Definition of Lacto vegetarian diet:
"A lactovegetarian diet is a vegetarian diet which includes dairy products such as milk, cheese, yogurt, butter, cream, and kefir but excludes eggs. The origin of "lacto" is the Latin word for milk [lac, lactis]. Within Indian cultures this diet is often what is meant by the term "vegetarian"."
"Lacto-vegetarians choose to consume dairy products, but abstain from specifically eating eggs. Cheeses which include animal rennet and yogurts which contain gelatin are also avoided. This diet may be adopted by vegetarians wishing to lower their cholesterol levels, in view of the high amount of cholesterol contained in egg yolks that have been cooked beyond their natural cholesterol counteraction. Another reason would be to protest the cruelty in the poultry industry. On ethical grounds, some people may oppose the slaughter of unwanted male chicks or risking consuming an egg due to the possibility of an animal being created. However, if the egg has not been fertilised, no chick can be produced. Lacto-vegetarian diets are popular with many followers of Eastern religious traditions such as Hinduism, Jainism, Buddhism and Sikhism."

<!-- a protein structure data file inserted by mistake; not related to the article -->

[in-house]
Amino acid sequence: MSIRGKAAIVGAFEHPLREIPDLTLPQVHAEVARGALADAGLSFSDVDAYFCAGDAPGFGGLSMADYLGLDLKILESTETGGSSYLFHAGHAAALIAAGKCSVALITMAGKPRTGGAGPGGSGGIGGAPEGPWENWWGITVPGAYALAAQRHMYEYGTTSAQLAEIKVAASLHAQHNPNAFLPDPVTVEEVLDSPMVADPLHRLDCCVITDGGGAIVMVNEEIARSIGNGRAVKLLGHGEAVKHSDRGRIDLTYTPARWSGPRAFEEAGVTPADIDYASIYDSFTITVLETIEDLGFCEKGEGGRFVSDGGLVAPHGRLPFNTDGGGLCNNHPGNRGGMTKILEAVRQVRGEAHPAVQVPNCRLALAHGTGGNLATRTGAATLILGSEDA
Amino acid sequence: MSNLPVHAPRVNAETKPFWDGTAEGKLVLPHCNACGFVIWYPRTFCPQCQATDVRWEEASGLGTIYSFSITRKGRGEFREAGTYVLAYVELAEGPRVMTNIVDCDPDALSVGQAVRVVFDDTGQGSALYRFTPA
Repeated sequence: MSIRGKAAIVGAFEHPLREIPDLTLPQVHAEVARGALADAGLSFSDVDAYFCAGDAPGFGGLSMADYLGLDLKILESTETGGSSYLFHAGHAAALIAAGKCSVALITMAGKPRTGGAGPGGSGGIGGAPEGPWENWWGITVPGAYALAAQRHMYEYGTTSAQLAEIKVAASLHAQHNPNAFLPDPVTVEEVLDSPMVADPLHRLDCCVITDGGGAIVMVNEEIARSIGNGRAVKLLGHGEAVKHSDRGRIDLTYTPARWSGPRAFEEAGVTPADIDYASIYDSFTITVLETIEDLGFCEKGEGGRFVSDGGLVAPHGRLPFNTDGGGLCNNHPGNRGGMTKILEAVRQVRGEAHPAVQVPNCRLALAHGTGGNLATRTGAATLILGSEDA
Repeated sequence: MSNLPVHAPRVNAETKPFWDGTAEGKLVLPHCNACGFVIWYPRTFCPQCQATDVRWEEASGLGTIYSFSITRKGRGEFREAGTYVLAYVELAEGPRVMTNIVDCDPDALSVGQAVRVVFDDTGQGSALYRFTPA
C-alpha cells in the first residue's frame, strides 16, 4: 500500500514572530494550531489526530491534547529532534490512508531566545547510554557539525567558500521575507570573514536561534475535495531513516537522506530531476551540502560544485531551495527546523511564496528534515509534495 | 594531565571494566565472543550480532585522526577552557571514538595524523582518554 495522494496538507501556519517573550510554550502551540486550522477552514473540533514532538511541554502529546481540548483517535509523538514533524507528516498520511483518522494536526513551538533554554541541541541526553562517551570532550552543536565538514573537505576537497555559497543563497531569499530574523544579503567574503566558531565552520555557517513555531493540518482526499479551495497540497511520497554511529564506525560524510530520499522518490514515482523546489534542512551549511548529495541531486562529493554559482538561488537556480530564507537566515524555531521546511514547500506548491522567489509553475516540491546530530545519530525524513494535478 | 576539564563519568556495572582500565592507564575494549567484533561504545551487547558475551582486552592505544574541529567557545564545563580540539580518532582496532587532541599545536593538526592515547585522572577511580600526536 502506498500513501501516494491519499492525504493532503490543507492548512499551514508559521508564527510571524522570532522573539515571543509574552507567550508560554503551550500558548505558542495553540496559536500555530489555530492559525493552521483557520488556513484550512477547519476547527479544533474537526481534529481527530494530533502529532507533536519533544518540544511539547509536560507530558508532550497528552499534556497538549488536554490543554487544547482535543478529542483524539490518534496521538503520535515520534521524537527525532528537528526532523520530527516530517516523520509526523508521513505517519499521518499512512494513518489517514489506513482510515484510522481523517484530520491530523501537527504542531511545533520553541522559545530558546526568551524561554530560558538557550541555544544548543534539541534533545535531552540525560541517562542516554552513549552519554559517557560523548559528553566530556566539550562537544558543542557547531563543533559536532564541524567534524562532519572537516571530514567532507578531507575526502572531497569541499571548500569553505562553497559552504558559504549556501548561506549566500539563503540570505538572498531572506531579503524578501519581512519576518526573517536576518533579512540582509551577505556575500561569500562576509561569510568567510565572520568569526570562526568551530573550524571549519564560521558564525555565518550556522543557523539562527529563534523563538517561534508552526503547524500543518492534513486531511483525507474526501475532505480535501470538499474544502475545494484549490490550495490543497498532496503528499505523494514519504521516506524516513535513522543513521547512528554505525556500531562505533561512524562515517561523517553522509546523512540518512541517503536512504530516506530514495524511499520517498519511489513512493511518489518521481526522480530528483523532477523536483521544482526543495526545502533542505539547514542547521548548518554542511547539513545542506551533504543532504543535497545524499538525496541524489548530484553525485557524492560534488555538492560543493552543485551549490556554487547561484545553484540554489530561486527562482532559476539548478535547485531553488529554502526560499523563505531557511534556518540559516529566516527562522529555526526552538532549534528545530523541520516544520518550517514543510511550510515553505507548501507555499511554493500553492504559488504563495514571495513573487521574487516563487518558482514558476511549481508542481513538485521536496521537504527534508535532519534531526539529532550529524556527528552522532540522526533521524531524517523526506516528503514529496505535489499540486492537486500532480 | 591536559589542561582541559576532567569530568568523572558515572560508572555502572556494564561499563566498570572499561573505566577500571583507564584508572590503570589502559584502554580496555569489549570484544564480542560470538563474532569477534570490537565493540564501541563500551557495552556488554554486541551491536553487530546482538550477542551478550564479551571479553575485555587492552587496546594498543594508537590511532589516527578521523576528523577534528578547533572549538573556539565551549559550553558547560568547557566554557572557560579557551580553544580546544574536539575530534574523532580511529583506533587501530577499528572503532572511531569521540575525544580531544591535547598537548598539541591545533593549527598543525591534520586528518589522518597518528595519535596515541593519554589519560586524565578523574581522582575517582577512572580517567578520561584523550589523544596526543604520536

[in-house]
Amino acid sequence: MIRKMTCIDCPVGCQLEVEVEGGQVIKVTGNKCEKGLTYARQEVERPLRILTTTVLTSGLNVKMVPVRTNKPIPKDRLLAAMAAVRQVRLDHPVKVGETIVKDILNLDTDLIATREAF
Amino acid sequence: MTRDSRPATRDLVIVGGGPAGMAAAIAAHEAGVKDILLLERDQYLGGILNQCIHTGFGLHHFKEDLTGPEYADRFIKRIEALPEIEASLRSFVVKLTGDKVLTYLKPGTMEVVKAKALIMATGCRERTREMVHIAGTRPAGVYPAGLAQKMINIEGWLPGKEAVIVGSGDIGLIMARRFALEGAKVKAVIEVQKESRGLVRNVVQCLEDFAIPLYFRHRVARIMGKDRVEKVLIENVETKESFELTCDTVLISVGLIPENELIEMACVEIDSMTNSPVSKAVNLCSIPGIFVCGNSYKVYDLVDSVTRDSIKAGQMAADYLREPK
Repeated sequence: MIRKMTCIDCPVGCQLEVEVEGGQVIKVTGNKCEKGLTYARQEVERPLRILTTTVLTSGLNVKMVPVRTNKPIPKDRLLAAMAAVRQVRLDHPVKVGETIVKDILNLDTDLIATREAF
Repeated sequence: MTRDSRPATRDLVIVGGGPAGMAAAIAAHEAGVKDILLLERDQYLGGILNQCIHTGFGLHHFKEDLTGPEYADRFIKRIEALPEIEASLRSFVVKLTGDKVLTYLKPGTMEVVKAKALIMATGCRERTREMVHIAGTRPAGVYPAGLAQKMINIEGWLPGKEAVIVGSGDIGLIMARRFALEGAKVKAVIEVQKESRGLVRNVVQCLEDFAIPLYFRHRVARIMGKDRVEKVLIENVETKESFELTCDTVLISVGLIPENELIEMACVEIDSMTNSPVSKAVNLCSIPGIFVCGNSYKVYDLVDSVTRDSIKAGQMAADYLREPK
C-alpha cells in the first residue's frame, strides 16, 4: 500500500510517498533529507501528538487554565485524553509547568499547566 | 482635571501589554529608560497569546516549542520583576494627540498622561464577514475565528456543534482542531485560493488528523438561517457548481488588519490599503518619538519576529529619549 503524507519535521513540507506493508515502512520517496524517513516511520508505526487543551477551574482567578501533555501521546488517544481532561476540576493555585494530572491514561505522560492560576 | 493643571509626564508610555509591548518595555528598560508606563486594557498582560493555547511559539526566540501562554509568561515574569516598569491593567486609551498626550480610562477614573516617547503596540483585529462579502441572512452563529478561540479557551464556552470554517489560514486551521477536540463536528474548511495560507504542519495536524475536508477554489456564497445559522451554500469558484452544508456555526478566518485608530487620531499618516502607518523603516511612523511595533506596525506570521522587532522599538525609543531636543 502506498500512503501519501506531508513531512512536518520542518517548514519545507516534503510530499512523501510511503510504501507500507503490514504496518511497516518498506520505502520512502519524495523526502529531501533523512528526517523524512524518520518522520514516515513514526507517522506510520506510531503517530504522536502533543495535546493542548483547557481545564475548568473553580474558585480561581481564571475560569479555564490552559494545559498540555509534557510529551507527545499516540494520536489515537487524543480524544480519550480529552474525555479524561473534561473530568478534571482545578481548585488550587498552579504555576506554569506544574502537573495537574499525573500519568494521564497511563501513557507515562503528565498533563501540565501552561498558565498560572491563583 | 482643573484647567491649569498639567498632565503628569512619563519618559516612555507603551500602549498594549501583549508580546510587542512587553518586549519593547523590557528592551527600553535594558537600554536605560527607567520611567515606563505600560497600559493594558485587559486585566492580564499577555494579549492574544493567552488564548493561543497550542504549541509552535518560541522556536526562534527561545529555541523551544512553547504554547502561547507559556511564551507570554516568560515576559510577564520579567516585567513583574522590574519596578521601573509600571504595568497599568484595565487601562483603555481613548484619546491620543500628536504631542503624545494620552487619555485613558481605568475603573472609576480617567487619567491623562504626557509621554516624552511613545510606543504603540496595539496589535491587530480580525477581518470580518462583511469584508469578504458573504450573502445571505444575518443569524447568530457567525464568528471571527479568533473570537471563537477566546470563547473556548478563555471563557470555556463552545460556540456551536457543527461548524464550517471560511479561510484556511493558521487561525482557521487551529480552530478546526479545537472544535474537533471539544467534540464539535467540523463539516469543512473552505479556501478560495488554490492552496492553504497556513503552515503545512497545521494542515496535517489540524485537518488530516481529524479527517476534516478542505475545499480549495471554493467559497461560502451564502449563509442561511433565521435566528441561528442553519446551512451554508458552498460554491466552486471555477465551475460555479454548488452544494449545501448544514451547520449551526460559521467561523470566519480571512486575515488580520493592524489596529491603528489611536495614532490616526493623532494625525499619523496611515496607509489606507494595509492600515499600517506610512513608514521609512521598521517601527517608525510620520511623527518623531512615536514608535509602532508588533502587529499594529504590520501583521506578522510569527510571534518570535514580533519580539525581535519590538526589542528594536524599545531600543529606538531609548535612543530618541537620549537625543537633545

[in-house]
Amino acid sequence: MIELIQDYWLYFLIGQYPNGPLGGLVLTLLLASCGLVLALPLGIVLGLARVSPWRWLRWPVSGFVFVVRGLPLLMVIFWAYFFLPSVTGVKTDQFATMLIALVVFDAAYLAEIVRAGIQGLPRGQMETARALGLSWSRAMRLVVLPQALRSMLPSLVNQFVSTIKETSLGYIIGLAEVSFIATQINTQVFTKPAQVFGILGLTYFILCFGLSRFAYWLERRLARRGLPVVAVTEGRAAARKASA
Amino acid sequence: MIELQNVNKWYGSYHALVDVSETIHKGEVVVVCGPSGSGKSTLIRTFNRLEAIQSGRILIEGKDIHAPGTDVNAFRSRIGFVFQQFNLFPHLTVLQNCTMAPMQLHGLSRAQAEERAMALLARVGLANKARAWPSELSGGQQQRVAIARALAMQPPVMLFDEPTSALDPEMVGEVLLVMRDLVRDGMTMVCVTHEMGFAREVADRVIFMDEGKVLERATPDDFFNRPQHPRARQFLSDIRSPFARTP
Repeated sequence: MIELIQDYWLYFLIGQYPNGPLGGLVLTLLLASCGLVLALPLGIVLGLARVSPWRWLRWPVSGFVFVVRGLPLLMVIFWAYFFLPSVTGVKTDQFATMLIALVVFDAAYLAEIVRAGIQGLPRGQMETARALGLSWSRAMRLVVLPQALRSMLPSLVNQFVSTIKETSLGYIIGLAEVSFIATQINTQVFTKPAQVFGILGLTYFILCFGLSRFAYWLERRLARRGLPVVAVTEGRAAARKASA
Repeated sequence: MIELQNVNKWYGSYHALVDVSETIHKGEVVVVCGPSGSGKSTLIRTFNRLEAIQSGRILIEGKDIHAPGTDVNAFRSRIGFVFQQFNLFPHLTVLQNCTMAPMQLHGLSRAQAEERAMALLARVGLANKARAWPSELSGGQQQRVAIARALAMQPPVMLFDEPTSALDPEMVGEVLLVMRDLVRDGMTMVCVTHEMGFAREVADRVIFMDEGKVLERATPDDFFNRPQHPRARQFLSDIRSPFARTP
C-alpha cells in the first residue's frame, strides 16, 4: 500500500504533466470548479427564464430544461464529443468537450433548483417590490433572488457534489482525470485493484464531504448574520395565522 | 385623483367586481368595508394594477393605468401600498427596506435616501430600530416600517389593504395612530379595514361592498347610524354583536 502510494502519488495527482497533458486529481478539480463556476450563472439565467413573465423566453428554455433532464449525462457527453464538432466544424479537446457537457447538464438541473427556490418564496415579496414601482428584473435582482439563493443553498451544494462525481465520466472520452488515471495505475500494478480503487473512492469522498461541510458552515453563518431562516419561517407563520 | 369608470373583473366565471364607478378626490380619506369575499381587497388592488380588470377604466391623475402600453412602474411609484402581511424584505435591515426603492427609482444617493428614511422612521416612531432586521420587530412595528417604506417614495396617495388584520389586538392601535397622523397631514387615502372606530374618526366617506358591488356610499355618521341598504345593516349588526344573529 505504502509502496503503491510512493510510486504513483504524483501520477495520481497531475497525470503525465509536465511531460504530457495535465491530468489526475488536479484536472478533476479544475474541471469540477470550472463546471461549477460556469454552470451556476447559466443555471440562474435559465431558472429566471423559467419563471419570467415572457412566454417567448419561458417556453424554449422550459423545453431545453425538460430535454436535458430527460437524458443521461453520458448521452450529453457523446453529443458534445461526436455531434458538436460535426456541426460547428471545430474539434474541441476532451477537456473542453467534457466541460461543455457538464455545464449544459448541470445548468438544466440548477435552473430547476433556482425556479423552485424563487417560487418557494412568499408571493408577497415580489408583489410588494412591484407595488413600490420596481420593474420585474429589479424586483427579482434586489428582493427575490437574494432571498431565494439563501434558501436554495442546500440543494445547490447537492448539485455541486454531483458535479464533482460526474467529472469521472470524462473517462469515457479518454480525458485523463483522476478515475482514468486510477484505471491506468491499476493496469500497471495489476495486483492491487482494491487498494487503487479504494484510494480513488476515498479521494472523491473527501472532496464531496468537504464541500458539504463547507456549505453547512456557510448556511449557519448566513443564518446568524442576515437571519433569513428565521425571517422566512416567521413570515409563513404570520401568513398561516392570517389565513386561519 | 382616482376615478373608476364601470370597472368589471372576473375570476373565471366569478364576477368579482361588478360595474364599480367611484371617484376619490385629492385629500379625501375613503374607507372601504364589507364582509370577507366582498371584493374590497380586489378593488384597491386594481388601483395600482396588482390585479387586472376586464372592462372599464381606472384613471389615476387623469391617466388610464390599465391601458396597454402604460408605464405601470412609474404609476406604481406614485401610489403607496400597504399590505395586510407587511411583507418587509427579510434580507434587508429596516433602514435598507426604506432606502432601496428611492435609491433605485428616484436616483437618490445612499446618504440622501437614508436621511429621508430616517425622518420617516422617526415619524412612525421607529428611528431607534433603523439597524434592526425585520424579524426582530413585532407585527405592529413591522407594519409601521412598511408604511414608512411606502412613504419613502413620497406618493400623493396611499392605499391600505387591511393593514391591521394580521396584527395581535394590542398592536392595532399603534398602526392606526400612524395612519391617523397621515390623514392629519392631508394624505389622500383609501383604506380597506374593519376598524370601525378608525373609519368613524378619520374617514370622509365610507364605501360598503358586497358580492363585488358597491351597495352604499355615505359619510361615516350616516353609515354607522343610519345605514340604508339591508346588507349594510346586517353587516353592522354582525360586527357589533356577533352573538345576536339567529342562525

The Law of ahimsa or non-violence
"The core belief of Eastern religious traditions behind a lacto-vegetarian diet is the law of ahimsa or non-violence. According to the Vedas (Hindu holy scriptures), all living beings are equally valued by God. Because it takes many more vegetables or plants to produce an equal amount of meat, many more lives are destroyed and more suffering is caused when meat is used as food. In the case of Jainism, the vegetarian standards are even more strict. It only allows the consumption of fruit and leaves that can be taken from plants without causing their death. This further excludes from the diet vegetables like carrots, potatoes and peanuts. Although some suffering and pain is inevitably always caused to other living beings for our food, according to ahimsa, every effort should be made to minimize this, to avoid karmic consequences and show respect for God's creation. In this sense, wastage of food is a sin."
"Indian traditional medicine or Ayurveda is the root of the Indian lacto-vegetarian kitchen."
"The greatest proportion of vegetarians, such as those in India or those in the area of the classical Mediterranean such as the Pythagoreans, are or were lacto-vegetarian."
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